NSW Government to provide $41m funding to greyhound industry

Industry Update

THE New South Wales greyhound racing industry will receive $41 million in funding from the state government over the next five years to implement the recommendations put forward by the Greyhound Industry Reform Panel.

The Reform Panel, led by former Premier Morris Iemma, made 122 recommendations which would see sweeping changes for the greyhound racing industry, most notably the separation of the commercial and regulatory functions of the sport’s controlling body.

NSW Minister for Racing Paul Toole said the government will adopt all but one of the 122 recommendations when legislation to repeal the greyhound racing ban is introduced into the Parliament on Tuesday.

“The Government is absolutely committed to a sustainable future for the greyhound industry and these reforms will help ensure confidence and integrity is restored,” Toole said.

The government will also oversee the establishment of an Independent Greyhound Welfare and Integrity Commission in addition to implementing the new industry structure.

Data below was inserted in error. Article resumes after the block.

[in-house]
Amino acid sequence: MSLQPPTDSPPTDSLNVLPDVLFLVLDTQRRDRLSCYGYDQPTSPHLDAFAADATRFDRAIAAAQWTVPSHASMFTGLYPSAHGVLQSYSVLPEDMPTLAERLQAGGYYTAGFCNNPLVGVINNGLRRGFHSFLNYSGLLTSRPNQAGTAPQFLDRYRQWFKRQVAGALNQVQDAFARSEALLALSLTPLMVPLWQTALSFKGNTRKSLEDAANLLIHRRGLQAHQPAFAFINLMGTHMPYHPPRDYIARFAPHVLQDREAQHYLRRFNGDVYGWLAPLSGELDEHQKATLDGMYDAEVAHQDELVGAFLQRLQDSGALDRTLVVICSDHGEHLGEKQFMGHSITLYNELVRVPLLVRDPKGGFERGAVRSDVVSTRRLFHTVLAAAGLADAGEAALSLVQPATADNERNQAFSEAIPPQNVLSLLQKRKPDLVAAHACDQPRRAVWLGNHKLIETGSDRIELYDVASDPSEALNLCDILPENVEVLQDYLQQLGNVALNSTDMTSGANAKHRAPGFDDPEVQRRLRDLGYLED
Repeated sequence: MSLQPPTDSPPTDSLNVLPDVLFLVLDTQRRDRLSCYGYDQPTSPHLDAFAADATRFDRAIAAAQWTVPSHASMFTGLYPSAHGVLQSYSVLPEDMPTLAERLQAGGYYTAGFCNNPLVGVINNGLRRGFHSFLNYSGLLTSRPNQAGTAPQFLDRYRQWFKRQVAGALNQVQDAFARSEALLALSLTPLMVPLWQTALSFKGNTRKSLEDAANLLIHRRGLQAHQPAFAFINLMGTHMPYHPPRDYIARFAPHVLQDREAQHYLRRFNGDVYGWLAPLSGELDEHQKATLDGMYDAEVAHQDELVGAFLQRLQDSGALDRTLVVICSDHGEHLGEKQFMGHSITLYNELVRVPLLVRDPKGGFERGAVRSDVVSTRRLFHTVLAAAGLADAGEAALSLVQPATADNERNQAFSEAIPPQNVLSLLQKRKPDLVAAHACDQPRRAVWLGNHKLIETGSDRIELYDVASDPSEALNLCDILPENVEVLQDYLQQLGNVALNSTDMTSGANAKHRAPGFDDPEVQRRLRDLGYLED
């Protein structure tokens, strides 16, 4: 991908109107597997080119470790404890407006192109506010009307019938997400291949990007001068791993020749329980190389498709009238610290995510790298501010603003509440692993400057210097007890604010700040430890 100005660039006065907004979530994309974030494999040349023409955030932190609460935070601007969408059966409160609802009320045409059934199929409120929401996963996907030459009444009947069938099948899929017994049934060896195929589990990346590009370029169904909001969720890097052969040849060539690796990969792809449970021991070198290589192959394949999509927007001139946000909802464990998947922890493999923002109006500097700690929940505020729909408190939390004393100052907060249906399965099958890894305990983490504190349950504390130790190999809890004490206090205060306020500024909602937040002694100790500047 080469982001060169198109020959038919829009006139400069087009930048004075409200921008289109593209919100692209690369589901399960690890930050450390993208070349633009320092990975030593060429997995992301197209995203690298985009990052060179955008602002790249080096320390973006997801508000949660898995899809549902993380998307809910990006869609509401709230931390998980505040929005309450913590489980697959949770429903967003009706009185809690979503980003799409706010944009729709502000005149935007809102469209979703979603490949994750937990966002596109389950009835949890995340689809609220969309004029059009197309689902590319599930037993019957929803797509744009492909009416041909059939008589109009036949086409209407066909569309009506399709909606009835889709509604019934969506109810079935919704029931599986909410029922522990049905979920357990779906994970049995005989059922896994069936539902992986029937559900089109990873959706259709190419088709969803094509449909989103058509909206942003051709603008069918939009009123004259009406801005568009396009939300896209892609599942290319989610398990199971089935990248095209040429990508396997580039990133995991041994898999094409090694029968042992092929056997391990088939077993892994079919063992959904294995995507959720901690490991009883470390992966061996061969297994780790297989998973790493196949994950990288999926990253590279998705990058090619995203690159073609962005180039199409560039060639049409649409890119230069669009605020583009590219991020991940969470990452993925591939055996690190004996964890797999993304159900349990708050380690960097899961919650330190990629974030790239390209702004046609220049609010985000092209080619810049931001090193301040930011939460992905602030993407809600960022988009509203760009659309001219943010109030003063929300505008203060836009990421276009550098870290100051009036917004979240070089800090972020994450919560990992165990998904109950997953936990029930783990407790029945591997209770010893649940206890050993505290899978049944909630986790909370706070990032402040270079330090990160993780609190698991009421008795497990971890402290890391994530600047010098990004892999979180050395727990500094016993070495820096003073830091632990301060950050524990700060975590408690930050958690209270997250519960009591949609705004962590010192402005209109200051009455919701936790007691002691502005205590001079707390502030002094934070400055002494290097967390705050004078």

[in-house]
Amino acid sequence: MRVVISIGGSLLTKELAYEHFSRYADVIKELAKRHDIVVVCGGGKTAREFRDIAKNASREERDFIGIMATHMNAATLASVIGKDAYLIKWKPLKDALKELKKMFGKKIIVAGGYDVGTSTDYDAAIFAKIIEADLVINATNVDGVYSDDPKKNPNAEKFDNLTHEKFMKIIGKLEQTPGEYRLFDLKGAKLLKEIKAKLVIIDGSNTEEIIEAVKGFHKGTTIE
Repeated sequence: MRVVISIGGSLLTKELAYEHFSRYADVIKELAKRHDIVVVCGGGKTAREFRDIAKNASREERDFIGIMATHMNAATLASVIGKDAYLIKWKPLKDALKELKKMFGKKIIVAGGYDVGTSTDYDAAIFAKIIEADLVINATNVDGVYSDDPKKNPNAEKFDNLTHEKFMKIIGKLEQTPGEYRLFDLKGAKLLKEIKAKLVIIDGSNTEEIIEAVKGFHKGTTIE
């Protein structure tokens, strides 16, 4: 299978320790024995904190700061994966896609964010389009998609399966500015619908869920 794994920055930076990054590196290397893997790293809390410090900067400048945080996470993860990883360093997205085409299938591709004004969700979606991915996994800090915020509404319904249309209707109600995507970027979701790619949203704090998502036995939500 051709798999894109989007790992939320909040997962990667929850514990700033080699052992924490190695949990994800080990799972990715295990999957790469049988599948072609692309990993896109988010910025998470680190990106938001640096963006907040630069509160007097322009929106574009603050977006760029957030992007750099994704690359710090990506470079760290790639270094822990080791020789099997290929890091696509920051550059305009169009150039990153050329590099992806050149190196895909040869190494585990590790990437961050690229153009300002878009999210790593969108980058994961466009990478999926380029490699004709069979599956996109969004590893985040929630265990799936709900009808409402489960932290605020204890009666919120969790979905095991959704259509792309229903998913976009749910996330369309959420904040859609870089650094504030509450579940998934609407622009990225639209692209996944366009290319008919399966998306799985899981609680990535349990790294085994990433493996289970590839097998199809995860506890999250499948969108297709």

Other key recommendations which will be introduced include an enforceable code of practice for greyhound welfare, CCTV cameras at all public and certain private training tracks, whole of life registration and tracking of greyhounds, tougher penalties for animal welfare issues, an accreditation scheme for industry participants and stricter controls on euthanasia.

Of the money set to be invested into the industry, $11 million will go towards the establishment of the integrity commission.

The remaining $30 million is expected to be invested into improving animal welfare standards by assessing the safety of greyhound tracks to lower the risk of injury.

A statutory review of the new legislation will take place after three years.

The government’s statement did not address the intercode agreement which currently sees the greyhound industry receive just 13 per cent of funds injected back into the industry, despite the sport providing more than 21 per cent of betting turnover.